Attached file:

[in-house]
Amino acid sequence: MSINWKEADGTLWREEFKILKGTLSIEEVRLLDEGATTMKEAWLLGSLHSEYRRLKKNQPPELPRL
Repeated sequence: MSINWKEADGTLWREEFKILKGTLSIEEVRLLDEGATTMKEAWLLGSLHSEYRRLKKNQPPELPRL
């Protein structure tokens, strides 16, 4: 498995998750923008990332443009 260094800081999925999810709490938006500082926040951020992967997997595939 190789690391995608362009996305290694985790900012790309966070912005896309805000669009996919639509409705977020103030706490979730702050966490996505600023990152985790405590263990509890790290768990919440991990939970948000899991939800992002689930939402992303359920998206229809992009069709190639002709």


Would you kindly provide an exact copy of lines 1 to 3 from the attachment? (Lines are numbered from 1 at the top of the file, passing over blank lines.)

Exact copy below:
[in-house]
Amino acid sequence: MSINWKEADGTLWREEFKILKGTLSIEEVRLLDEGATTMKEAWLLGSLHSEYRRLKKNQPPELPRL
Repeated sequence: MSINWKEADGTLWREEFKILKGTLSIEEVRLLDEGATTMKEAWLLGSLHSEYRRLKKNQPPELPRL